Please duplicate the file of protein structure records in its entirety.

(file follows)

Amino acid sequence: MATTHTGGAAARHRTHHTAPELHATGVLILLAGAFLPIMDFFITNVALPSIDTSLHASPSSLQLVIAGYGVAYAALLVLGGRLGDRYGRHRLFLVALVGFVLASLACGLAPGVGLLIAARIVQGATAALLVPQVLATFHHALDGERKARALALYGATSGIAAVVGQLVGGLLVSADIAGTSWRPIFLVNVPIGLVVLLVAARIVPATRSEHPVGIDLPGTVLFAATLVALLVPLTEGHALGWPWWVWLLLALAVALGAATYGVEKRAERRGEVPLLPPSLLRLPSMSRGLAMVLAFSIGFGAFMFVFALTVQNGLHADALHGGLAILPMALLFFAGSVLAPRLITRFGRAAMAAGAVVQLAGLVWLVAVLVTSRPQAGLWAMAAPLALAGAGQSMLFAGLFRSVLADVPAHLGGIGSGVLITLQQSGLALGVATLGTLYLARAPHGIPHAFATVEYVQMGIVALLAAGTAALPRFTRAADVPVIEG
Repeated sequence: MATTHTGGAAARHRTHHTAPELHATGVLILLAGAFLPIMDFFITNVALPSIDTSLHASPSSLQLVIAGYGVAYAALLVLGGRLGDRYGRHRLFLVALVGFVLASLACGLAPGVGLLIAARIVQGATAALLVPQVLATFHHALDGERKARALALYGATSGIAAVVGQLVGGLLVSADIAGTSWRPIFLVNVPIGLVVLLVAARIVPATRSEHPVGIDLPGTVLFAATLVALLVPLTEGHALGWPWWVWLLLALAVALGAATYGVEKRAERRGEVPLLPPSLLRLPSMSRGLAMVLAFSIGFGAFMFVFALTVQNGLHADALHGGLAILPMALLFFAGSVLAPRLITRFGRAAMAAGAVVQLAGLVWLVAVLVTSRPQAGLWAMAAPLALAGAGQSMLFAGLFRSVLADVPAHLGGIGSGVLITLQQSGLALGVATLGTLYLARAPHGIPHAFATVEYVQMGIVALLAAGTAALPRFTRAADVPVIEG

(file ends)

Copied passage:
Amino acid sequence: MATTHTGGAAARHRTHHTAPELHATGVLILLAGAFLPIMDFFITNVALPSIDTSLHASPSSLQLVIAGYGVAYAALLVLGGRLGDRYGRHRLFLVALVGFVLASLACGLAPGVGLLIAARIVQGATAALLVPQVLATFHHALDGERKARALALYGATSGIAAVVGQLVGGLLVSADIAGTSWRPIFLVNVPIGLVVLLVAARIVPATRSEHPVGIDLPGTVLFAATLVALLVPLTEGHALGWPWWVWLLLALAVALGAATYGVEKRAERRGEVPLLPPSLLRLPSMSRGLAMVLAFSIGFGAFMFVFALTVQNGLHADALHGGLAILPMALLFFAGSVLAPRLITRFGRAAMAAGAVVQLAGLVWLVAVLVTSRPQAGLWAMAAPLALAGAGQSMLFAGLFRSVLADVPAHLGGIGSGVLITLQQSGLALGVATLGTLYLARAPHGIPHAFATVEYVQMGIVALLAAGTAALPRFTRAADVPVIEG
Repeated sequence: MATTHTGGAAARHRTHHTAPELHATGVLILLAGAFLPIMDFFITNVALPSIDTSLHASPSSLQLVIAGYGVAYAALLVLGGRLGDRYGRHRLFLVALVGFVLASLACGLAPGVGLLIAARIVQGATAALLVPQVLATFHHALDGERKARALALYGATSGIAAVVGQLVGGLLVSADIAGTSWRPIFLVNVPIGLVVLLVAARIVPATRSEHPVGIDLPGTVLFAATLVALLVPLTEGHALGWPWWVWLLLALAVALGAATYGVEKRAERRGEVPLLPPSLLRLPSMSRGLAMVLAFSIGFGAFMFVFALTVQNGLHADALHGGLAILPMALLFFAGSVLAPRLITRFGRAAMAAGAVVQLAGLVWLVAVLVTSRPQAGLWAMAAPLALAGAGQSMLFAGLFRSVLADVPAHLGGIGSGVLITLQQSGLALGVATLGTLYLARAPHGIPHAFATVEYVQMGIVALLAAGTAALPRFTRAADVPVIEG